Monday, August 18, 2008
Friday was the Assumption of the Blessed Virgin Mary, and in the Magnificat—my daily Mass companion—was this lovely poem.
From About the Virgin’s Death
Who would have believed that before she came
the vast heavens had been incomplete?
The resurrected Christ had taken His place,
but next to Him, for twenty-four years,
the seat was vacant. They had begun
to get used to this pure gap
that was almost not there, for the Son’s splendor
shone across and filled it.
She, entering the heavens, did not
come towards Him, even though she wanted to;
there was no room for her, only He sat there
in his magnificence which hurt her.
But as her graceful figure
now joined the newly blessed
and inconspicuously stood, light on light,
there broke from her being a glory
of such radiance that an angel, lit up by it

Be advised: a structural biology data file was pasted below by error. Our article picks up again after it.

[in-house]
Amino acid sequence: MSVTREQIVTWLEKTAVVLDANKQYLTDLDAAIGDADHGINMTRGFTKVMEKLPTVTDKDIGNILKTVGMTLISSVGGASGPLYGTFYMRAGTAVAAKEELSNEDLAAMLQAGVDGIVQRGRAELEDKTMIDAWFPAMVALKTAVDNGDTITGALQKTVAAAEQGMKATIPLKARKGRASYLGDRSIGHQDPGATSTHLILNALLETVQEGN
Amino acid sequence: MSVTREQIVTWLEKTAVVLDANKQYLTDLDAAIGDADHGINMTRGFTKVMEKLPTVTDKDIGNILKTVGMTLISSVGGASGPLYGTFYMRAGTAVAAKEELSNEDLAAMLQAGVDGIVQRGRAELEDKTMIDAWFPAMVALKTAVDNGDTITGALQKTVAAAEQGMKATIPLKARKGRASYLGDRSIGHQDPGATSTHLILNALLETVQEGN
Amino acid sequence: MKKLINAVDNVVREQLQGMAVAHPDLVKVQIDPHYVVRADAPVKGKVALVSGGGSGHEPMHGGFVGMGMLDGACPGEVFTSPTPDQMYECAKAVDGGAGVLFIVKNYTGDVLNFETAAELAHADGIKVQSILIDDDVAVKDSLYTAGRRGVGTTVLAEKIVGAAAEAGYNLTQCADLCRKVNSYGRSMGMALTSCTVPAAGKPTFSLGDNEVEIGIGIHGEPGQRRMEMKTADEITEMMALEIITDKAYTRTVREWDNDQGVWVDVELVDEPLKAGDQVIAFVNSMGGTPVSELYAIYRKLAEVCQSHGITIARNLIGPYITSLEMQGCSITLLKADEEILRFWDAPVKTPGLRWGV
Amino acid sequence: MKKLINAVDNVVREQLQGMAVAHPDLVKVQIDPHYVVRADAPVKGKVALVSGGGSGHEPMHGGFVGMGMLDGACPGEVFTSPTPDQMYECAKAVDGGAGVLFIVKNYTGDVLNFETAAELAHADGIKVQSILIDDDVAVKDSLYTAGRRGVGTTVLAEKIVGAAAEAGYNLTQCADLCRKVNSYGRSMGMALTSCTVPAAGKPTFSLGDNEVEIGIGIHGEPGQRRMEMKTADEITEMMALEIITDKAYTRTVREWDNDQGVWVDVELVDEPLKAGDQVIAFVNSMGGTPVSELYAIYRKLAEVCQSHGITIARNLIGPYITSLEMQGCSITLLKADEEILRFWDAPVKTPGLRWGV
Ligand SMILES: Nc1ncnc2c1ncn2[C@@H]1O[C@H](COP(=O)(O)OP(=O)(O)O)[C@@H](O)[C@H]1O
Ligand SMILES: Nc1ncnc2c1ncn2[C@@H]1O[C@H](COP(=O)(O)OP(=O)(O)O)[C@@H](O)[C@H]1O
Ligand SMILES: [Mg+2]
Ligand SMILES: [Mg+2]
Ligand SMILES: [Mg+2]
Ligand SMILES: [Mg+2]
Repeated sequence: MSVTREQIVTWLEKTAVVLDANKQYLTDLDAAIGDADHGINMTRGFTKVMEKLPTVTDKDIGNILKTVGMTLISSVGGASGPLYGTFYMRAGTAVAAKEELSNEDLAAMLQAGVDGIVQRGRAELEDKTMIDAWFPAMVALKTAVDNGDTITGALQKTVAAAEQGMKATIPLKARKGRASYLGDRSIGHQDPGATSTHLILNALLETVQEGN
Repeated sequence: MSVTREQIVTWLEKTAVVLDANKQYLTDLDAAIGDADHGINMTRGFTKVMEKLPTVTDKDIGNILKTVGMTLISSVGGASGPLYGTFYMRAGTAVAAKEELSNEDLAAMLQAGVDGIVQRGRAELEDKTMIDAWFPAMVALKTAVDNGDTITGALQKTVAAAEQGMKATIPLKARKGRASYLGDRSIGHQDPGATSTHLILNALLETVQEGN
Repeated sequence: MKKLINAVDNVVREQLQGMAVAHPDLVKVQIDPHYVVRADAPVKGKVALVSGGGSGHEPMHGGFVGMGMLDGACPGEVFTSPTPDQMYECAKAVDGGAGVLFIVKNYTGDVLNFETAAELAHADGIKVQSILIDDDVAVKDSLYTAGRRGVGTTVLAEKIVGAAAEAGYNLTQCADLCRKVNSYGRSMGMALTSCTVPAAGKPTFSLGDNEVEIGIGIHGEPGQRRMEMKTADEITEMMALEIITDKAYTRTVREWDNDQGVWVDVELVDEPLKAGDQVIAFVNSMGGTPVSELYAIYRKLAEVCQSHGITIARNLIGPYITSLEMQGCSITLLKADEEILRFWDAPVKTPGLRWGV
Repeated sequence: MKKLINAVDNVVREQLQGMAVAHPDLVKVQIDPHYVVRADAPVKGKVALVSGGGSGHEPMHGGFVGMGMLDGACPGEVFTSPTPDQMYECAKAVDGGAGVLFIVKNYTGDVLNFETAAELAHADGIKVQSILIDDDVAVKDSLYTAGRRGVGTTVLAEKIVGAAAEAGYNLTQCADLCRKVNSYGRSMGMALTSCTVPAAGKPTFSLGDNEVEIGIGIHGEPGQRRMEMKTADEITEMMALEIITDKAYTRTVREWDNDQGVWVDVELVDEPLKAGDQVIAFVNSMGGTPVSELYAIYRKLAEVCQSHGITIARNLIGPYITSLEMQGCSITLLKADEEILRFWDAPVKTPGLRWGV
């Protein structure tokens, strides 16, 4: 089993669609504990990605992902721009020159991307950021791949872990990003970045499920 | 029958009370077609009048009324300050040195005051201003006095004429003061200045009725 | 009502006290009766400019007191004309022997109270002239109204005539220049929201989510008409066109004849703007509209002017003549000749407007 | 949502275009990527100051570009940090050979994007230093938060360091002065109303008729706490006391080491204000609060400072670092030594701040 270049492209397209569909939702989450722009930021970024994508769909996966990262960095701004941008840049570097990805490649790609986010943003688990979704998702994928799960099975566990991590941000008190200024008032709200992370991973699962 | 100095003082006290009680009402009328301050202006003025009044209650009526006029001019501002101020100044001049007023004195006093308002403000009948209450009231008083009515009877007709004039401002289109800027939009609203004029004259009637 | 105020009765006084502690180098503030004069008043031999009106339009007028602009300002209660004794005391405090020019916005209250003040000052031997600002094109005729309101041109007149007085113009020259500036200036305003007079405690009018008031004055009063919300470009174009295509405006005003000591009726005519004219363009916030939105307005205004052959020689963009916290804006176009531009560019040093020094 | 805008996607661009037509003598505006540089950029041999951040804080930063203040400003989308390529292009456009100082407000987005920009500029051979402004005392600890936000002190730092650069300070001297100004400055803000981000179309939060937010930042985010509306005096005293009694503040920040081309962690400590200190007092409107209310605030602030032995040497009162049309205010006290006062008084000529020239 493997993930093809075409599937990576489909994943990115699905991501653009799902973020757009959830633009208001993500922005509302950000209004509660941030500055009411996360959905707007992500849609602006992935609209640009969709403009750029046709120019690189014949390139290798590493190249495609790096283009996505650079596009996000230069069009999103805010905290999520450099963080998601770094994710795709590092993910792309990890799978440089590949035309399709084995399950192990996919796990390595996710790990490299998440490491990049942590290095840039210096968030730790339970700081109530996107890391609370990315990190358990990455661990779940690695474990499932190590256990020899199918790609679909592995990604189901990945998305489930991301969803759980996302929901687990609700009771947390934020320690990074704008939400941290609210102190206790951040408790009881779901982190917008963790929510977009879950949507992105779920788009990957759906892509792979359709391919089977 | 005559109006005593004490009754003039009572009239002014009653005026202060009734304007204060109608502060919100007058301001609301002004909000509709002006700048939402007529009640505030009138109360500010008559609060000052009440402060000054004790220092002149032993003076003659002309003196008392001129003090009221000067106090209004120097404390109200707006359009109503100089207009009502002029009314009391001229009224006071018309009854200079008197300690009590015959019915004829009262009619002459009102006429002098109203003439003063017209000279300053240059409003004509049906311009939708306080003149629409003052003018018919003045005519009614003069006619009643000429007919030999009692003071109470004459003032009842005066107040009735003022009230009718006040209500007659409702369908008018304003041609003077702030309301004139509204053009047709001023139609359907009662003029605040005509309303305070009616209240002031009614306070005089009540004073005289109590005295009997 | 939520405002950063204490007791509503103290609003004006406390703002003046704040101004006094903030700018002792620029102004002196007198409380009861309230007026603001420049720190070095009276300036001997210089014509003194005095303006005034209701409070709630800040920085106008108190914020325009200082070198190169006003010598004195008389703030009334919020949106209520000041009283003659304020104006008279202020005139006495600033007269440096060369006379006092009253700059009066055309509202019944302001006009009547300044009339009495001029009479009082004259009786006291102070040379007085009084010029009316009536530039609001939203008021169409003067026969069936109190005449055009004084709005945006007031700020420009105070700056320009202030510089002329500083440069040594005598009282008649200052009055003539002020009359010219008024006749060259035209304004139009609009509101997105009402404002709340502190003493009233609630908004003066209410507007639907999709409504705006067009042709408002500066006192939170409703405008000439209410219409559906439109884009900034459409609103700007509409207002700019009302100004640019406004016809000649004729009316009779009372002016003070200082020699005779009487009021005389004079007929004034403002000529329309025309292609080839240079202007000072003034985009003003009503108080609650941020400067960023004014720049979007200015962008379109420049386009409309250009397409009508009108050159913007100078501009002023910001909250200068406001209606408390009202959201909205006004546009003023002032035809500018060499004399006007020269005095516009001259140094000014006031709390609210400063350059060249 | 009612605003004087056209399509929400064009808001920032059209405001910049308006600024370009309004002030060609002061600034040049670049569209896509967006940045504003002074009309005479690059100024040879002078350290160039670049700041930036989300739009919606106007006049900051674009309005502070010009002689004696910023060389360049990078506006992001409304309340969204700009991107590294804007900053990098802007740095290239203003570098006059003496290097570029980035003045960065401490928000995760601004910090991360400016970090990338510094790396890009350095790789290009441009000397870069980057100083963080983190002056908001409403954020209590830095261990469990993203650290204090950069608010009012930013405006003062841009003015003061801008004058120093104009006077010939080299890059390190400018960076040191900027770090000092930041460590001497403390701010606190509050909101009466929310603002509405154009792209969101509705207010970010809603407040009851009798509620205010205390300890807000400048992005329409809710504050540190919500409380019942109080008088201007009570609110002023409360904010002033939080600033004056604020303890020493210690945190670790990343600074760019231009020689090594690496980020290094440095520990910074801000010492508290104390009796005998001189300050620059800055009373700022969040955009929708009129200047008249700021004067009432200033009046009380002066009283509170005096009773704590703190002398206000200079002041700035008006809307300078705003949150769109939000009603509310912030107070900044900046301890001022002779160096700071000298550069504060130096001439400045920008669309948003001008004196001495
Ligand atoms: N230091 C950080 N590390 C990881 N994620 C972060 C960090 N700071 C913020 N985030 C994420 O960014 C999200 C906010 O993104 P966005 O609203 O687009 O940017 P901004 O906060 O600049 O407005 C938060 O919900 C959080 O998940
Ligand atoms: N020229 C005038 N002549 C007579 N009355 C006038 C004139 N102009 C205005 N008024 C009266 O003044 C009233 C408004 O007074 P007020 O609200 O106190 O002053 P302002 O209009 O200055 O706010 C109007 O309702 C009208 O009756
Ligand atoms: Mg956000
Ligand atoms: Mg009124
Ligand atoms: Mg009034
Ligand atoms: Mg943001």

and blinded, cried: Who is she?
All were amazed. Then they saw how
God the Father above held back our Lord
so that the empty place, brushed
by fading twilight, seemed a small sorrow,
a trace of loneliness,
like something that He still endured, a remnant
of earthly time, a dried affliction.
They looked at her: she glanced up, fearfully,
leaned forward, as if she felt: I am
His longest pain—suddenly rushed forward.
But the angels took her in their midst,
supportingly, sang blissfully,
and carried her up the last few steps.
Rainer Maria Rilke
Rainer Maria Rilke (died 1926) is considered one of the greatest lyric poets of modern Germany. (Magnificat, August 2008, (Volume 10 No. 6) pp. 229-230)
A hat tip to the magnificent daily blog, Hallowed Ground for the image.